Families Local

Communio: Building up parishes by strengthening families

Travis and Elizabeth Ryan, members of St. Joseph Parish in Shawnee, talk to a couple at a Community and Family Ministry event at the parish. The Ryans have been involved in the ministry for more than a year. The ministry follows the Communio framework. LEAVEN PHOTO BY KATHRYN WHITE

by Joe Bollig

KANSAS CITY, Kan. — Who wants a stronger marriage and deeper involvement in their parish?

Just about everybody, that’s who.

When Travis and Elizabeth Ryan heard about Communio at St. Joseph Parish in Shawnee, they were interested.

The Ryans, married for seven years and with two young children, got involved a year ago and have been reaping the rewards ever since.

The Communio framework — renamed Community and Family Ministry at St. Joseph Parish — is a way of using parish ministries and events to strengthen marriages and families, build parish relationships and reach out to the broader non-parish community.

“We decided to get involved because we wanted to build our relationship with the parish as well as with God, and we felt it was the right time in our lives to do that,” said Travis.

“We’ve been looking for a ministry to join,” said Elizabeth. “With us having small children, we felt this gave us the flexibility to be integrated into the parish but also not sacrifice time with our kids, which is the most important thing for us.”

Rebecca Browns, right, the coordinator of marriage and family ministry at St. Joseph Parish in Shawnee, welcomes Meghan and Adam Burns to a recent marriage event. She runs Communio at her parish, which goes by the name of Community and Family Ministry. LEAVEN PHOTO BY KATHRYN WHITE

Community and Family Ministry offers a buffet of things to choose from. The Ryans have filled their plates with volunteering for the large-scale community outreach events sponsored by the parish and participating in two seven-week marriage courses.

“We attended both and came out as a stronger couple,” said Travis.

The first seven-week course in March and April was about marriage enrichment; the second dealt with building a eucharistic marriage in September and October.

“It taught us to set aside dedicated time to be with each other to talk and pray,” said Travis.

“That put our marriage back in the forefront,” said Elizabeth. “When you have full-time jobs and children, you can forget to prioritize each other and having that time each week really was impactful for us.

“We took it a step further and started doing Spouse Development Nights at home after the courses concluded.”

Lauren and Sam Walton participate in an activity through Shawnee’s St. Joseph Parish Community and Family Ministry. LEAVEN PHOTO BY KATHRYN WHITE

The Spouse Development Nights are every other Wednesday after the kids go to bed. They spend an hour or more talking about things, cleaning the house or even answering questions in marriage enrichment workbooks.

“We’ve also dialogued a lot,” said Travis. “It has really strengthened our marriage. . . . It’s not something we thought we wanted to do or needed to do. It’s amazing what the courses and that ministry have done in building our relationship with each other and God.”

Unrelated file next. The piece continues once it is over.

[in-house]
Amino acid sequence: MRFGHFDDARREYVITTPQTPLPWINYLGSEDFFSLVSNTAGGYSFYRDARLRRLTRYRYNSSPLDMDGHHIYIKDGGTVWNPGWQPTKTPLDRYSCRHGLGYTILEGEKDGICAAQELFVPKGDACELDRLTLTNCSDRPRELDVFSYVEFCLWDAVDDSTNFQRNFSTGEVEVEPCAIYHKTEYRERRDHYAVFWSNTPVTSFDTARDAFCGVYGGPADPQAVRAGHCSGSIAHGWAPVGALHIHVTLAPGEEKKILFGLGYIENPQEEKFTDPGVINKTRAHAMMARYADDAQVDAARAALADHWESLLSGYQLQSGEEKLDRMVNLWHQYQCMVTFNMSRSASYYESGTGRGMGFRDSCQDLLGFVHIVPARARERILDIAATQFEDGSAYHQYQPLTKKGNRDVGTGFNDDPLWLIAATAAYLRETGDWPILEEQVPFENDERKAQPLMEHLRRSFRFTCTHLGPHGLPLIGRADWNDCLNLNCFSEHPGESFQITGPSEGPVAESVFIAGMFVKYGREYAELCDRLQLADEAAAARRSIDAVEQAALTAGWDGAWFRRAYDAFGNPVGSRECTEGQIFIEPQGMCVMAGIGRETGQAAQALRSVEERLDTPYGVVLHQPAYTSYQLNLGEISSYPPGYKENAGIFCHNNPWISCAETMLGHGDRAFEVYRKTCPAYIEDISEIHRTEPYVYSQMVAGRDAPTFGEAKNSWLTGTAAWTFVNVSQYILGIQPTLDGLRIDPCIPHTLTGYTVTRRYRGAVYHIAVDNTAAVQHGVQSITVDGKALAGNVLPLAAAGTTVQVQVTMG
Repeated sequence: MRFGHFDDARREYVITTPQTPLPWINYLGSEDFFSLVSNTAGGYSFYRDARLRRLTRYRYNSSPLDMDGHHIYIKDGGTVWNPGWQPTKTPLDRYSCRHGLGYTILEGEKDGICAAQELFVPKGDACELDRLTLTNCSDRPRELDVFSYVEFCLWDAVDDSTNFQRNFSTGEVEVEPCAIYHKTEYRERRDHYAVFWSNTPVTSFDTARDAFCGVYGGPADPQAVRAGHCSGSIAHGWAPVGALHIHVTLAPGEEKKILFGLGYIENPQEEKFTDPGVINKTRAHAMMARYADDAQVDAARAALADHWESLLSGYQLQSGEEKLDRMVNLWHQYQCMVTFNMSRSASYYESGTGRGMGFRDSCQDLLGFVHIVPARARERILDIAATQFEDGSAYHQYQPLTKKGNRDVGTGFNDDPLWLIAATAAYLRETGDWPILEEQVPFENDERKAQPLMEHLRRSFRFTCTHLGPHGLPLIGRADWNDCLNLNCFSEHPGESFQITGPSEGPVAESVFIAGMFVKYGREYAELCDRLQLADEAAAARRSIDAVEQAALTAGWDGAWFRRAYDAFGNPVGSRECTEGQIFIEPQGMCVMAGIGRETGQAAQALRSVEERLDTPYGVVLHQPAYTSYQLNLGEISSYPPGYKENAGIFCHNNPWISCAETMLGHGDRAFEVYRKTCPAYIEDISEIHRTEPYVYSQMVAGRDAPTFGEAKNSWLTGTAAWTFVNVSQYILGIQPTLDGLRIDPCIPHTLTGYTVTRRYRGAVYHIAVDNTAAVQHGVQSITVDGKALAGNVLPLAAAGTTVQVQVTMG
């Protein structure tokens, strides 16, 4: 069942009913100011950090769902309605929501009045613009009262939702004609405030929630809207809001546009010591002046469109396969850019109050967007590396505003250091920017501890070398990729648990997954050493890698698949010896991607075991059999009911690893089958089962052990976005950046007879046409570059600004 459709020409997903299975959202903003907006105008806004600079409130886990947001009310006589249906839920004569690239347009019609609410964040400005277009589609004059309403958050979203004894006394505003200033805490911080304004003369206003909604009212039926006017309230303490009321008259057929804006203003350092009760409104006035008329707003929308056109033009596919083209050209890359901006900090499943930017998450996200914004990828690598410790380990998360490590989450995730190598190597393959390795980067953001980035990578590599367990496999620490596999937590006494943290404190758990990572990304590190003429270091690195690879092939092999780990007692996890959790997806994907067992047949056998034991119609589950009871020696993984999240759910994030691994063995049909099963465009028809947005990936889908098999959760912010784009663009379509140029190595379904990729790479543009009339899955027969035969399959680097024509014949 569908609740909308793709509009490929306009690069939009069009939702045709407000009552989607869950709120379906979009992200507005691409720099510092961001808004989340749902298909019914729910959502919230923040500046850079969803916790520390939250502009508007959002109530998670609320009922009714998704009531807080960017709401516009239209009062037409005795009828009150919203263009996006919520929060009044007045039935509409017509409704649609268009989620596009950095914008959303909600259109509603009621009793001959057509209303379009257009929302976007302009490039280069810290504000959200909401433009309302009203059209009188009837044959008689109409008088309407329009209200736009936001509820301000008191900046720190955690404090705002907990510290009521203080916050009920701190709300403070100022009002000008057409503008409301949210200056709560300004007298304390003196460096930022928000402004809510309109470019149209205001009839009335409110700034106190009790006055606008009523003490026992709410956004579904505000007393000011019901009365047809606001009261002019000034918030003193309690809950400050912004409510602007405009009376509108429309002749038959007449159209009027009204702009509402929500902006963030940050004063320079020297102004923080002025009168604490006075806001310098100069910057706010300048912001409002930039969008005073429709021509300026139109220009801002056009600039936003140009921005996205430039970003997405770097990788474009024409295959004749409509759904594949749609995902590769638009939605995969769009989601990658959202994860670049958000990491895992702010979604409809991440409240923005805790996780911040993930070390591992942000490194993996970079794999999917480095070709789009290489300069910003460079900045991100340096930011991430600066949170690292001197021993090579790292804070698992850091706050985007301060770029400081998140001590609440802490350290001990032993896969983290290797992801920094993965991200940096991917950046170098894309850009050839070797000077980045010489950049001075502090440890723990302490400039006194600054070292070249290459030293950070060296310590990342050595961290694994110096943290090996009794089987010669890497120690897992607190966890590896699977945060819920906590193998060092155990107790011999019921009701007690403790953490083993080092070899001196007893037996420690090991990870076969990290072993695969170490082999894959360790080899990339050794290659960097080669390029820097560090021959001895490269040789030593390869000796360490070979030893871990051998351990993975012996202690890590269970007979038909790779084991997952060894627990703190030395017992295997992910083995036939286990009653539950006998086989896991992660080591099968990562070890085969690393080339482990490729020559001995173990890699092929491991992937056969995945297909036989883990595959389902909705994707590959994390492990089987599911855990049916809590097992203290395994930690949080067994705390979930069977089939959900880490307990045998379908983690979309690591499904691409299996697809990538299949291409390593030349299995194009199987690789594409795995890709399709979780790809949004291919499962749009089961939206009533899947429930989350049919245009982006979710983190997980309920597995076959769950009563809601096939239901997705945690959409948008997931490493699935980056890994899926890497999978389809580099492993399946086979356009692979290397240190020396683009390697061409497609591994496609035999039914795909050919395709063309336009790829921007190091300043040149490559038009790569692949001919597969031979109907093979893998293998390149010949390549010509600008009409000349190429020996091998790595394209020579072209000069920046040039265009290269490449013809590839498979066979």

“We encourage other couples to [take the marriage courses] because you grow and change throughout the years,” said Elizabeth. “Sometimes, you have different opinions from what you had five or ten years ago. Having that time to talk really reshapes each other and instead of growing as an individual, you grow as a couple.”

Date nights

The Ryans also have another kind of set-aside time: date nights.

Unlike Spouse Development Nights, where the emphasis is serious relationship-building, date nights emphasize fun.

Date nights tend to be on Fridays. The couple might get a babysitter and go out, but usually date nights are at-home activities after the kids go to bed.

“One of the things we took away from the courses, besides the one-on-one Spouse Development Night we do, was that you need to date each other through the ages and through the stages of life,” said Elizabeth. “Even though we went on dates [before], we didn’t actually sit down and plan.”

A date night might be a trip to the Overland Park Arboretum, a walk, playing a board game or a video game like “Mario Party.” It’s anything fun they can do together.

“We thought scheduling things might take away the spontaneity, but actually we learned from the course it’s OK,” said Elizabeth. “We need to schedule these things. We need to put it in the calendar and those nights are off-limits. It gave us permission to schedule something.”

Rebecca Browns, coordinator of marriage and family ministry at St. Joseph Parish in Shawnee, chats with a couple during a recent marriage event at the parish. LEAVEN PHOTO BY KATHRYN WHITE

The Community and Family Ministry has improved the couple’s communication skills, but also has given them tools and methods to face challenges together. It has helped them get to know other parishioners as well and build friendships with them.

“We drove from Lee’s Summit (Missouri) to Shawnee for seven years to go to Mass,” said Elizabeth. “That’s one of the big pulls for us to join the Community and Family Ministry. People knew we went to Mass every Sunday, but we wanted to be part of the community, and it was hard to do because we lived so far away.